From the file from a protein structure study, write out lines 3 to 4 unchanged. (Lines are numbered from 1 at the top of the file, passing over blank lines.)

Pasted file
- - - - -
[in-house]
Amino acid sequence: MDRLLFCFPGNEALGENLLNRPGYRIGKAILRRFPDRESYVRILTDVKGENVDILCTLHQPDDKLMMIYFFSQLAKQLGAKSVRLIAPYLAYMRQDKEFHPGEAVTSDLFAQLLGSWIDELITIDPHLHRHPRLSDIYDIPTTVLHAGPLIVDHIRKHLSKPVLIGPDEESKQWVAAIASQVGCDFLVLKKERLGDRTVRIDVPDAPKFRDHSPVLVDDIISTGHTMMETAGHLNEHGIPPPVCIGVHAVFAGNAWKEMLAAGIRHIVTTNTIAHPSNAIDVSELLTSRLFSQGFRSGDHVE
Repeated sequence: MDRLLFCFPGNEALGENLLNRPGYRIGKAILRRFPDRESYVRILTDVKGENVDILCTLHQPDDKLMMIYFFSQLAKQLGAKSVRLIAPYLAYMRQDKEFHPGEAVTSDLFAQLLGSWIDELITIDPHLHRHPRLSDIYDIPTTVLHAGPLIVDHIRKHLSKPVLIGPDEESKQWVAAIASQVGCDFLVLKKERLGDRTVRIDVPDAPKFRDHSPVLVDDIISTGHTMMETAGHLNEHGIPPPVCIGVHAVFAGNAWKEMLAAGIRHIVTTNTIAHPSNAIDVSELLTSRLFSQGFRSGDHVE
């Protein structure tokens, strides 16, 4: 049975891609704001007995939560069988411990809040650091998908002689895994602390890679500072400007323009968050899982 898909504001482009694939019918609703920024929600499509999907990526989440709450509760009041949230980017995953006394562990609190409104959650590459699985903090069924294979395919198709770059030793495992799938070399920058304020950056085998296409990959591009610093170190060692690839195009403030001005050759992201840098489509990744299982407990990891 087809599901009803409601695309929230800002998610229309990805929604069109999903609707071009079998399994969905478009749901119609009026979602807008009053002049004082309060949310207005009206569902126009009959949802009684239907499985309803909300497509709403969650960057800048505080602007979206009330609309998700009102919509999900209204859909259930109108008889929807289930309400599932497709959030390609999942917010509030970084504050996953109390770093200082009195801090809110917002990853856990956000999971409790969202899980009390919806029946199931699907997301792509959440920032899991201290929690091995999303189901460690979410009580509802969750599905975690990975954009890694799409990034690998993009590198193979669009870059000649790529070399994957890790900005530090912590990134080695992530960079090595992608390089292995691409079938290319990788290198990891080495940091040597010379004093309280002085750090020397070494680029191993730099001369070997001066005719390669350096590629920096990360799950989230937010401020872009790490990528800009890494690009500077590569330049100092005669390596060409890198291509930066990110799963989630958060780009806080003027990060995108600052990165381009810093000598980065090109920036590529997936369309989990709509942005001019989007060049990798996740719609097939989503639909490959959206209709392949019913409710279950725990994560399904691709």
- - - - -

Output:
Repeated sequence: MDRLLFCFPGNEALGENLLNRPGYRIGKAILRRFPDRESYVRILTDVKGENVDILCTLHQPDDKLMMIYFFSQLAKQLGAKSVRLIAPYLAYMRQDKEFHPGEAVTSDLFAQLLGSWIDELITIDPHLHRHPRLSDIYDIPTTVLHAGPLIVDHIRKHLSKPVLIGPDEESKQWVAAIASQVGCDFLVLKKERLGDRTVRIDVPDAPKFRDHSPVLVDDIISTGHTMMETAGHLNEHGIPPPVCIGVHAVFAGNAWKEMLAAGIRHIVTTNTIAHPSNAIDVSELLTSRLFSQGFRSGDHVE
């Protein structure tokens, strides 16, 4: 049975891609704001007995939560069988411990809040650091998908002689895994602390890679500072400007323009968050899982 898909504001482009694939019918609703920024929600499509999907990526989440709450509760009041949230980017995953006394562990609190409104959650590459699985903090069924294979395919198709770059030793495992799938070399920058304020950056085998296409990959591009610093170190060692690839195009403030001005050759992201840098489509990744299982407990990891 087809599901009803409601695309929230800002998610229309990805929604069109999903609707071009079998399994969905478009749901119609009026979602807008009053002049004082309060949310207005009206569902126009009959949802009684239907499985309803909300497509709403969650960057800048505080602007979206009330609309998700009102919509999900209204859909259930109108008889929807289930309400599932497709959030390609999942917010509030970084504050996953109390770093200082009195801090809110917002990853856990956000999971409790969202899980009390919806029946199931699907997301792509959440920032899991201290929690091995999303189901460690979410009580509802969750599905975690990975954009890694799409990034690998993009590198193979669009870059000649790529070399994957890790900005530090912590990134080695992530960079090595992608390089292995691409079938290319990788290198990891080495940091040597010379004093309280002085750090020397070494680029191993730099001369070997001066005719390669350096590629920096990360799950989230937010401020872009790490990528800009890494690009500077590569330049100092005669390596060409890198291509930066990110799963989630958060780009806080003027990060995108600052990165381009810093000598980065090109920036590529997936369309989990709509942005001019989007060049990798996740719609097939989503639909490959959206209709392949019913409710279950725990994560399904691709």